Tim Barnes

     
Review: Anna Barham – Double Screen (not quite tonight jellylike), Site Gallery, Sheffield - Corridor 8
Barham's installation seems perfectly content to reside in a rift of its own. Her material, spoken words and moving images are collected and conjoined together as though to construct a barricade on the infrastructure and systems of language, an assemblage of component fragments which, when brought together, might either obscure or reveal hidden correlations between visual and oral language.

A Time to Break Silence
Edgar Arcenaux: Video Installation October 2013.

Brain Activity
Considering the Placing of Sound Installations within Brain Activity, an Exhibition by David Shrigley at the Hayward Gallery.

Cerith Wyn Evans
A Critical Analysis of the Installation Untitled (Flute Piece Incarnation White Cube Bermondsey).

IMAGES
Images of previous works and exhibitions.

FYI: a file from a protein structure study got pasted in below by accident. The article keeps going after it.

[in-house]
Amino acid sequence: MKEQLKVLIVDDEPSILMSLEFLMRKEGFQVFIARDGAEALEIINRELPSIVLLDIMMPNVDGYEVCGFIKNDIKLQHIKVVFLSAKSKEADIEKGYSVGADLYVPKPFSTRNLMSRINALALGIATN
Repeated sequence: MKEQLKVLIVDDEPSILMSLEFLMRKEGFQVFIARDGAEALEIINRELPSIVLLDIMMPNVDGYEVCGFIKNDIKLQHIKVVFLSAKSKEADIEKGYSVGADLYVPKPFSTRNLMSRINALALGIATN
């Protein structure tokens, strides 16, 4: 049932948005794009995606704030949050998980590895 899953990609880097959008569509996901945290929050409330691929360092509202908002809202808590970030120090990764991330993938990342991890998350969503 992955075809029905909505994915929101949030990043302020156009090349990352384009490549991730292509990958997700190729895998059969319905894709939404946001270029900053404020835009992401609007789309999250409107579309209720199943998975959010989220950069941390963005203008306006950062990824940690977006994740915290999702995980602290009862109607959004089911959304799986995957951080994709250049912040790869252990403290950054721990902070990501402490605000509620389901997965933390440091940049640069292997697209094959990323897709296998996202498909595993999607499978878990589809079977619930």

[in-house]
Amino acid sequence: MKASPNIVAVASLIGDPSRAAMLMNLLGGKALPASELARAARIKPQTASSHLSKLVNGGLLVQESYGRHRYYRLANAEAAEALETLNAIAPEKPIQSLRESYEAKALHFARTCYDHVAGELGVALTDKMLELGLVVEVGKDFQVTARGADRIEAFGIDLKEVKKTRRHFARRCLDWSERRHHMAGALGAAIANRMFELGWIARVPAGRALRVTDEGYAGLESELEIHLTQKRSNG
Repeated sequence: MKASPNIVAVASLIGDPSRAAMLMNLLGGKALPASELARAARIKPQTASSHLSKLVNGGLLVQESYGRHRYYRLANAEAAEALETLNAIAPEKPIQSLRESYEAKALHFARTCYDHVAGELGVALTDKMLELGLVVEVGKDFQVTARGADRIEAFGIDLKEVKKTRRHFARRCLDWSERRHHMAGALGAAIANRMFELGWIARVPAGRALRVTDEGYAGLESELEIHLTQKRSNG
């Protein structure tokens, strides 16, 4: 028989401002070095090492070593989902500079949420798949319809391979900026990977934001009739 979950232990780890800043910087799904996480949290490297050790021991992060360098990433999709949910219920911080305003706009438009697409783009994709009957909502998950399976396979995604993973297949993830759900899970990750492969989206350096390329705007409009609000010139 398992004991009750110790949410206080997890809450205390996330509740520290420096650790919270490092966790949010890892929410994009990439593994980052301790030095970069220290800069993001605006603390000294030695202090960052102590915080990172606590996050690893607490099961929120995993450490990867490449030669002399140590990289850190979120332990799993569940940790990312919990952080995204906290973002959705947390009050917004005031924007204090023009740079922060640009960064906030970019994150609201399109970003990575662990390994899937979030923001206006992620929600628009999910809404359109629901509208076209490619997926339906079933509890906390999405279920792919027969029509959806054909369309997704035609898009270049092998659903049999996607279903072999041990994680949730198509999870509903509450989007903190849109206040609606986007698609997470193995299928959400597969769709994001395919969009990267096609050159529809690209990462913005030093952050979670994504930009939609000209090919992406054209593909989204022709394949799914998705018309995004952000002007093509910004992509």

Laura Buckley: The Magic Know-How
Laura Buckley's exhibition The Magic Know-How reviewed. (September 2013)
Max Eastley
Ideas relating to movement in sound sculpture - Max Eastley.

Mike Kelley - Mobile Homestead Videos
'These fragments I have shored against my ruins' - T.S.Eliot, The Waste Land.

Milton Torres Sees a Ghost
A Critical Analysis of Milton Torres Sees a Ghost, a Sound Installation by Kerry Tribe as part of Dead Star Light, a solo exhibition at Modern Art Oxford – 2011.

Odoodem
Assessing the Accumulative Tendency – An Interpretation of Isa Genzken's Sculptural Installation.
Rebirth
Observations surrounding
Rebirth, an exhibition of Mariko Mori's work at the Royal Academy. – Jan 2013

The Animal Gaze Returned
Video of Group discussion following the exhibition
What Does Your Screen Smell Like? in Hoxton, June 2012

What Does Your Screen Smell Like?
Video of Group discussion following the exhibition
What Does Your Screen Smell Like? in Hoxton, June 2012

Y
Observations surrounding Y, a painting by Alice Wilson as part of Still, an exhibition at Chelsea's old college library.

Zero Hours: S1Artspace
'The work in this exhibition, although largely sculptural, clings to the walls as though the floors were shark infested and it's easy to move around the gallery's perimeter from one piece to the next, observing the artworks like suitcases on an airport conveyor'.